I have struggled with some things in my life, but I never thought that one of the things that I would struggle the most with would fit in the palm of my hand. Oh my gosh it has made me cry uncontrollably.
What have I been doing these past two weeks you might ask? Well, between learning how to properly butcher a chicken (as opposed to a horse), eating up to 15 different dishes in one lunch sitting and meeting a 94 year old Chinese woman (Cecilia Chiang) who is considered food royalty in San Francisco, I can tell you, I have been busy with food.
Kiss that bikini body good bye because this girl is eating while it’s hot!
I hate cutting onions. My eyes can’t take it. A couple of days ago I had to chop a few onions and I swear that I did it wearing sunglasses even though I was indoors. I thought any type of shield would protect me a little.
The process of dicing onions is meticulous but had to be done fast. My knife movements don’t come naturally yet; I have to think about every move I make. I need to be precise, I need to be even and most importantly I need to not cut off one of my fingers with my 10-inch French knife.
A small dice, also known as macédoine, is a knife cut measuring 1/4 inch x 1/4 inch x 1/4 inch.
I’m not sure if I have shared with you before that I am in the process of opening up a small restaurant in San Francisco. I will cook and sell one thing and one thing only. Interestingly enough, that food item does not have onions as an ingredient in it. So why am I torturing myself chopping onions you may ask? And my answer to that is the same reason why in college you have to take calculus.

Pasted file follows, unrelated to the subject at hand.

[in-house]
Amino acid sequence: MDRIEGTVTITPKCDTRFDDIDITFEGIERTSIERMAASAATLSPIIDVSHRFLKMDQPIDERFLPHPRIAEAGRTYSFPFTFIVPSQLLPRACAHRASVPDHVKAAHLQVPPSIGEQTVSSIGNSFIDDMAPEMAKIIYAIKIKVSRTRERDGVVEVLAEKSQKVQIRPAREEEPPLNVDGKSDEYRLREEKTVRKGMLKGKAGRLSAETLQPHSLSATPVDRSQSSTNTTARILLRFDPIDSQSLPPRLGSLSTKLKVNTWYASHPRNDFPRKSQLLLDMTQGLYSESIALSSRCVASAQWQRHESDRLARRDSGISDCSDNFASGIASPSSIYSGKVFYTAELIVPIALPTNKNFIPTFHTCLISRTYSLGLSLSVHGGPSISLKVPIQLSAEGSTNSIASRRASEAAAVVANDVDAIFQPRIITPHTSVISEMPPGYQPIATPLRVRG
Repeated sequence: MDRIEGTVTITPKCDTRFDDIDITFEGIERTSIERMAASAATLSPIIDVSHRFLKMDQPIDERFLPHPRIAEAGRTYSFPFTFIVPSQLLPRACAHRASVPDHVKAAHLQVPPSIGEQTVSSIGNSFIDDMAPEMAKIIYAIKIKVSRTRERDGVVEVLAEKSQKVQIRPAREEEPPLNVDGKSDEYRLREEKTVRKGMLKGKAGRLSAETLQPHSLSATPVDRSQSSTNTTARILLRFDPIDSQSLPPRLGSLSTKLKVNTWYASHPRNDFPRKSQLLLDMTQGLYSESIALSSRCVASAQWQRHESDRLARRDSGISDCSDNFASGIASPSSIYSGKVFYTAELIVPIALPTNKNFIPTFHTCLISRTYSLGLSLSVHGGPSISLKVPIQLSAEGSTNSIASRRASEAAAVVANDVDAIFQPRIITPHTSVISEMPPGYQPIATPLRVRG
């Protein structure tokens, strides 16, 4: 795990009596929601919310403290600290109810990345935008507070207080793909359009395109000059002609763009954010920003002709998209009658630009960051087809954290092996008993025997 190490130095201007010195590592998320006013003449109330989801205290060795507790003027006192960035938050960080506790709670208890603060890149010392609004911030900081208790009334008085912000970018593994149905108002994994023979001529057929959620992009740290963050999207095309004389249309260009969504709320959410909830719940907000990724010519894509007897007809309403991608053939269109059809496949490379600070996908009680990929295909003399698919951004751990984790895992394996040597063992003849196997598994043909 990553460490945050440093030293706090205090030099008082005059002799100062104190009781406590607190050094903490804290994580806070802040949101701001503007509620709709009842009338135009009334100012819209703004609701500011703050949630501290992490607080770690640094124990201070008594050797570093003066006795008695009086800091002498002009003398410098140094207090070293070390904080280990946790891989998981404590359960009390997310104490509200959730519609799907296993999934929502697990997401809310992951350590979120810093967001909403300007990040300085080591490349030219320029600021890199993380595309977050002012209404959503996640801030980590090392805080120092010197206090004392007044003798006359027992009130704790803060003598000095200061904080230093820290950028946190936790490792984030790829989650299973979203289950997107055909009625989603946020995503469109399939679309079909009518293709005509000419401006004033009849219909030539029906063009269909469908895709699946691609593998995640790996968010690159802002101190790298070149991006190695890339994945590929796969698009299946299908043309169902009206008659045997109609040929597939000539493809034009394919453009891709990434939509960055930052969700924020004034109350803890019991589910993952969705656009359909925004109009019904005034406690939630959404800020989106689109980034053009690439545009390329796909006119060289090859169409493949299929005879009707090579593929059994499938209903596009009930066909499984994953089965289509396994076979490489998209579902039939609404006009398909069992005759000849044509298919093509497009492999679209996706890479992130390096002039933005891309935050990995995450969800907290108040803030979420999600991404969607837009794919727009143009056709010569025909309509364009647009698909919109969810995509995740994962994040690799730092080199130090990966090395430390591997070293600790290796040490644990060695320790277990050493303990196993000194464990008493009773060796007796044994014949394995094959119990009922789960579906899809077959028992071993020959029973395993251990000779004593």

After a great deal of onion chopping my eyes were sore. However, the end result of my dedicated work came out looking… quite beautiful. I used to cut an onion…Now I dice it
“Sofia, wow! What an impressive presentation. You should
be ready proud of the first assessment Small Onion Dice. My one comment
would be the knife cutting all the way thru the red onion. That cut
should only go to the stem.” – Chef John
The stem helps to hold the layers of the onion together, making it easier to dice the onion evenly.
Moraleja: Never underestimate the importance of a comprehensive foundation.